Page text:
After the poetical exploration of home, Nada Awar Jarrar wrote a complex book about displacement, bringing a perspective from the Middle East to the literary representations of the refugee issues.
How can you continue living a normal life when nothing is certain? What does it matter most: people or places? Is it morally acceptable to put safety first, including before family and leave a place torn by war?
Every character of the book has its own story of displacement, which brings a diversity of angles and views on home and homelessness. Maysoun left the war-torn Iraq bringing her mother with her. Peter moved from America to Lebanon in order to live with Hannah who refused to leave her family in Beirut. Fatima is a Syrian refugee living in a camp nearby. Anas is an artist from Syria whose German wife decided to run to Berlin with her two children while he was out of town, after an explosion took place on the street where they lived. Everyone experienced what does it mean being a stranger, being out of place, although only from a neighbouring country and sharing at least a language and some common traditions.
Peter's observations are relevant for the discussion, especially in relation with her wife, Hannah, a journalist coping with the weight of writing an objective story about life in Syrian refugee camps: (...) as conflict spreads throughout the region and Lebanon tumbles in the midst of it, he senses resistance in himself to the incertainty of it all, finds it increasingly difficult to separate place from people, to disconnect his love for Hannah from the country to which she belongs'. 'Peter became aware of an invisible connectedness between people and places here, a kind of map of everyday relationships, of being, that was easy to follow once you knew how and made for a sense of rootedness which he had not encountered anywhere else'.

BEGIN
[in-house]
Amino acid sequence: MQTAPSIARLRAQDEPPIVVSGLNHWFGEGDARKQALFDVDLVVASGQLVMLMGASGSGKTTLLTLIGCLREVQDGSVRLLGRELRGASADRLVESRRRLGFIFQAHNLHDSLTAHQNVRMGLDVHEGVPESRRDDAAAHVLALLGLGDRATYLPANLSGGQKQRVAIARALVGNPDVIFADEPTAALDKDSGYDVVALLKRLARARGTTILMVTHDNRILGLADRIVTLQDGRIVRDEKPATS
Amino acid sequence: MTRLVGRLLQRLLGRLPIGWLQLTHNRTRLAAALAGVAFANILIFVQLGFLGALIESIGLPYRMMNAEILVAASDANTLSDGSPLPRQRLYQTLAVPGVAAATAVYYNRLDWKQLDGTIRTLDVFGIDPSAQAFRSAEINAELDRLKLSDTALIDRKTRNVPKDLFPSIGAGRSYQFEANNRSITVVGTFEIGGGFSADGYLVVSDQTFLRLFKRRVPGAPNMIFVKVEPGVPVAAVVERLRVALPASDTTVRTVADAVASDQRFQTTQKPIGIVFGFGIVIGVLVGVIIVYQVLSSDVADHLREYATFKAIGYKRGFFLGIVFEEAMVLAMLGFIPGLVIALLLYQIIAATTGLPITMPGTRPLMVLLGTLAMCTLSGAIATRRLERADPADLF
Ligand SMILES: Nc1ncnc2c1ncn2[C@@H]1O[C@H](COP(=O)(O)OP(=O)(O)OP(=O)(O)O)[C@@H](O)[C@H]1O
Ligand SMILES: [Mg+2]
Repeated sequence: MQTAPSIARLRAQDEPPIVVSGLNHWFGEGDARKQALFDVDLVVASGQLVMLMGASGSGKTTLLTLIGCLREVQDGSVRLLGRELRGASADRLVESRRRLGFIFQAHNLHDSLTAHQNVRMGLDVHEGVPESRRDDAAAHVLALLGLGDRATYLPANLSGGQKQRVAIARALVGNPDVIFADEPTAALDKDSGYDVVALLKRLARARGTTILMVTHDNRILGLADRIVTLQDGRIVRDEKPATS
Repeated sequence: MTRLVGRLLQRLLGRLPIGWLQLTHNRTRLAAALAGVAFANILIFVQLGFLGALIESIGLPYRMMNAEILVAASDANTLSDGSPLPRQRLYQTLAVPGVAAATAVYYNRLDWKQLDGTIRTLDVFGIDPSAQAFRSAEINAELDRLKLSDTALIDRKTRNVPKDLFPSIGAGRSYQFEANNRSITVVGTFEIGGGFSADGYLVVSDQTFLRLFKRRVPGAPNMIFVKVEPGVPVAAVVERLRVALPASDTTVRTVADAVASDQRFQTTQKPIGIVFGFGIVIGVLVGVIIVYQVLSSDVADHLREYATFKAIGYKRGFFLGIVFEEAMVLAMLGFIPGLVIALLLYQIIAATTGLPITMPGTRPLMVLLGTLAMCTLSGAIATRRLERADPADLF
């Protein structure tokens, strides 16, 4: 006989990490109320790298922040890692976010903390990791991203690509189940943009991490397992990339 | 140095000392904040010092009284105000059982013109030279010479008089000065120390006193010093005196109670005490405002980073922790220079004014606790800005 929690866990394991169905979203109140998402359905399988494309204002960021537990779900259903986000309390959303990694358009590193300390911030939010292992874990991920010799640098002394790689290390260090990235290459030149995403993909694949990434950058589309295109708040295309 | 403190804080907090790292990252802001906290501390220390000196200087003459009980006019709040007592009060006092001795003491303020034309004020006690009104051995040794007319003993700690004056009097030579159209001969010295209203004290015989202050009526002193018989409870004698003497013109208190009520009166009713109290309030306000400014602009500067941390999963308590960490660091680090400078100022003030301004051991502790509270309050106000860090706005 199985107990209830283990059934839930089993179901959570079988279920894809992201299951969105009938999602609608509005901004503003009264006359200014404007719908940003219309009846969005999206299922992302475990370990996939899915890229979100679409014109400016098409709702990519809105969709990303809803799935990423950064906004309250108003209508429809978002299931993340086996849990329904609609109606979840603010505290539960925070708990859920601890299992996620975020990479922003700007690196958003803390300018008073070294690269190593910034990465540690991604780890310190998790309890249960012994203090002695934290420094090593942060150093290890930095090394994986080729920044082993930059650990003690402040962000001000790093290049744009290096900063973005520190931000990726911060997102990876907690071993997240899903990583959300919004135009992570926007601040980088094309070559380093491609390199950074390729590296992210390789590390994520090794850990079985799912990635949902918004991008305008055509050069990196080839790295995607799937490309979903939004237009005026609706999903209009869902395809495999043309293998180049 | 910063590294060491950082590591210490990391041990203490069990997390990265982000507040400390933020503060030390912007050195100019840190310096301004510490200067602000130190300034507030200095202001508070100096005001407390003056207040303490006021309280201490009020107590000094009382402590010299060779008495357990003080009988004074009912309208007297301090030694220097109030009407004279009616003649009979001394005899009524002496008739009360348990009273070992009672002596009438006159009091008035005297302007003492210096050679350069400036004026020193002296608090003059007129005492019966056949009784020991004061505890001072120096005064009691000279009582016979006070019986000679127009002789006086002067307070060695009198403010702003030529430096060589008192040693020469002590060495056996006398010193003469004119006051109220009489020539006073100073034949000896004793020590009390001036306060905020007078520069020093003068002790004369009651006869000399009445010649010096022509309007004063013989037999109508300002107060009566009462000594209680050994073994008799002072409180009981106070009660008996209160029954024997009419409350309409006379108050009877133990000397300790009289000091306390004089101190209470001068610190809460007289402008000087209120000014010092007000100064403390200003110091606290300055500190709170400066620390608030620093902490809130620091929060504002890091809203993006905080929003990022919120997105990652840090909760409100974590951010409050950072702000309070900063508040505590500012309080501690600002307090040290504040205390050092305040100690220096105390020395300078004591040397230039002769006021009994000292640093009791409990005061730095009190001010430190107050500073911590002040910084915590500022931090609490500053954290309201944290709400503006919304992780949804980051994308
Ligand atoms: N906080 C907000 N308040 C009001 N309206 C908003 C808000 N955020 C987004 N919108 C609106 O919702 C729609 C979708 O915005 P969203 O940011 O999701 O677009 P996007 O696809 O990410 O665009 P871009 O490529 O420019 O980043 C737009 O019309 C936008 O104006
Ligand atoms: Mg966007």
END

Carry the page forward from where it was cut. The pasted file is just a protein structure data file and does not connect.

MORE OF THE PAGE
I particularly loved in this book how the reflections about identity and home are intertwined with the events of the story, like every episode of the story brings more meaning to the discussion.
At the end of the book, a big question remains: What is the element of stability against dramatic changes? Family, homes, countries...they are coming and going. Anas, the artist with a tragical destiny, was trying to catch the moment of inspiration and turn into an aesthetical experience, but this changes too, because the meaning of art differs from a person to another and the work of art itself is just a sequence from a chain. Can we, as humans, cope with the loss of continuity and lack of roots, becoming like the refugees 'shadows (...) colourless and in some ways invisible to everyone else'? We might look for a ground, more than ever, but the world we are living today, in Europe or the Middle East, seems to counter powerfully this gravitational force.
Rating: 4 stars